Budding businesses: Owners prepare for recreational marijuana sales in Weld County | MyWindsorNow.com

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Budding businesses: Owners prepare for recreational marijuana sales in Weld County

Questions and answers about recreational marijuana

Wait. So beginning Wednesday, I can go to a pot shop and buy weed?

Kind of. Wednesday is the first day retail sales of recreational pot are legal in Colorado. More than a hundred shops have gotten state licenses, including a couple in Garden City. But shops still have to get the marijuana and related products and comply with local and state regulations. Some in Denver have said they plan to open up then, and more will likely open as the winter and spring move on.

Isn’t pot already legal?

Limited possession and growing your own have been legal all year. This latest development marks the first time people 21 or older can actually walk into a shop and buy it legally.

But the cops will be waiting outside and looking to bust me in my house, right?

Wrong. Sort of. Police will write you a ticket if they see you toking on a park bench or smoking while driving. But if you’re consuming pot in your home or on your private property, it is 100 percent legal under the law so long as you don’t break any other laws in the process.

Sweet. My 18th birthday is in February, and my coworkers want to get me some. Is that OK?

No. The law applies to adults who are 21 years of age and older. It treats pot like alcohol, and shops will be under strict supervision to ensure they aren’t selling to minors. If you’re caught possessing it and you’re underage, you could face a ticket as well.

Can my employer fire me if I smoke pot?

Yes. Workplaces have discretion on whether they want to do drug tests and whether you will be punished for failing a test.

Where and when can recreational marijuana be bought?

While possession of up to 1 ounce of weed and the option to grow six of your own plants has existed all year, Wednesday marks the first day Coloradans 21 year of age or older can legally purchase marijuana from a licensed distributor. Licenses from the state are being issued to already-existing medical marijuana dispensaries — for now.

Garden City is the only community in Weld County that will allow sales of recreational marijuana. At the time of publication, two of the community’s four medical marijuana dispensaries had been issued recreational licenses from the state and were working on final preparations ahead of opening.

Both Nature’s Herbs and Wellness Center as well as C-Nine Caregivers plan to begin selling recreational products, though not for at least a few weeks pending final local approvals and compliance with required store upgrades including a separation of medical products from recreational products.

Plus, they need to make sure they have enough product available so as not to create a scarcity that would affect their medical patients.

In the meantime, Denver on Friday issued finalized local licenses, and several of the city’s 102 state-approved centers are planning on Wednesday openings, though nobody is certain what the crowds will be like.

Regulation overview

Retailers participating in Colorado’s new world of legalized cannabis sales will have to comply with a lengthy list of requirements in order to get dual licenses from local and state officials.

For shops like the ones in Garden City that plan to cater to both medical and recreational crowds, that means having two separate entrances and keep the two completely separate.

Businesses that will continue to grow their own products must also comply with the state’s regulatory system that tracks pot production from seed to sale. The Marijuana Inventory Tracking Solution is a tool that the Marijuana Enforcement Division will use to ensure the industry abides by strict regulatory rules. MITS is an automated inventory tracking system that keeps tabs on pot production and transport from seed to sale. By using radio frequency identification tags, the system will give industry members and law enforcement a standardized process to track plants and products all the way to the point of sale. Personal consumer information will not be collected.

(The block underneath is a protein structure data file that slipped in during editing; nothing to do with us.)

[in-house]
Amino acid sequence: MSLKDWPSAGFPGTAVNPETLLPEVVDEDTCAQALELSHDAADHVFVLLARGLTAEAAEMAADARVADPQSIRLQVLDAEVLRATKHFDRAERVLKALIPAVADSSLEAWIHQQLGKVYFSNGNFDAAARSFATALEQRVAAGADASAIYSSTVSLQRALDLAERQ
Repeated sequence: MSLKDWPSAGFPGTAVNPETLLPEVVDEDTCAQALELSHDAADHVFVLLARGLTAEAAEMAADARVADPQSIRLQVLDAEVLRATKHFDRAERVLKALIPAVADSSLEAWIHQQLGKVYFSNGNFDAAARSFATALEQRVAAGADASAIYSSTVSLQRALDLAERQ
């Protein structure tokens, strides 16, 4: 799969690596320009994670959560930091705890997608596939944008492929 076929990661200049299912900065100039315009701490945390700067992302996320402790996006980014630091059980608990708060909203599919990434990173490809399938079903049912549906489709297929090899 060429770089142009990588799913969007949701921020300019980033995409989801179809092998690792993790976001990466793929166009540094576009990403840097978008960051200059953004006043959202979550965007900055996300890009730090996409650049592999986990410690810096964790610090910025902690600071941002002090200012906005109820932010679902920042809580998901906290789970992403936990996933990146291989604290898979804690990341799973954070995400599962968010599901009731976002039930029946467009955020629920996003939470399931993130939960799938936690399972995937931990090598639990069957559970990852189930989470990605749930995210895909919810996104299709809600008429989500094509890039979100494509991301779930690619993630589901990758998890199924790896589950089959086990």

It will be used in conjunction with surveillance video and compliance checks to ensure businesses are not taking short cuts or straying from the strict regulatory regime.

Like most business owners, John Rotherham is no stranger to working 60-hour weeks doing paperwork, planning for future expansion and managing nearly 50 employees.

Unlike most business owners, you’ll often find him talking to customers about strains of marijuana named Cherry Skunk, Pineapple Express or Super Silver Haze in between stints of tending to hundreds — soon to be thousands — of marijuana plants.

Like more than 100 other business owners in Colorado, Rotherham finds himself standing on the edge of a new frontier in the world of recreational cannabis.

Possession of up to an ounce and the ability to grow up to six plants for personal use has been legal all year for Coloradans 21 and older, but Wednesday marks the first day in the nation’s history when you will be able to legally buy pot from a smattering of retail stores.

Though he won’t be one of the few that opens up to the masses this week, the four-year owner of Nature’s Herbs and Wellness Center in Garden City is actively preparing for recreational sales, likely to begin sometime in March.

Like many shop owners across the state, Rotherham doesn’t want the demand for recreational pot to prevent him from meeting his existing medical patients’ needs.

He serves approximately 3,000 patients monthly.

So that means even more long days at work.

“You can’t even imagine,” the 49-year-old laughs, referring of the workload he splits between his local shop and one he owns in Denver.

When he’s not working, he’s constantly plugged in — monitoring security cameras and worrying about how he can better serve his patients.

It’s a position almost all marijuana shop owners are finding themselves in this week ahead of a New Year’s Day unlike any other.

The past year has been a whirlwind of regulation talks, marijuana discussion and policy planning among local, state and federal officials.

After Coloradans approved Amendment 64 in 2012 and legalized recreational pot possession and use for adults 21 or older, the focus shifted to addressing the monumental task of paving the way for legal recreational pot sales.

Policy makers had to create something from nothing while everyone from curious residents to local authorities watched with eager anticipation.

Results trickled in all year while Rotherham and others looked on, anxiously awaiting orders for the next hoop they’d have to jump through to get required licenses and further grow their budding businesses.

What happens next year is anyone’s guess — that’s something all sides can agree on.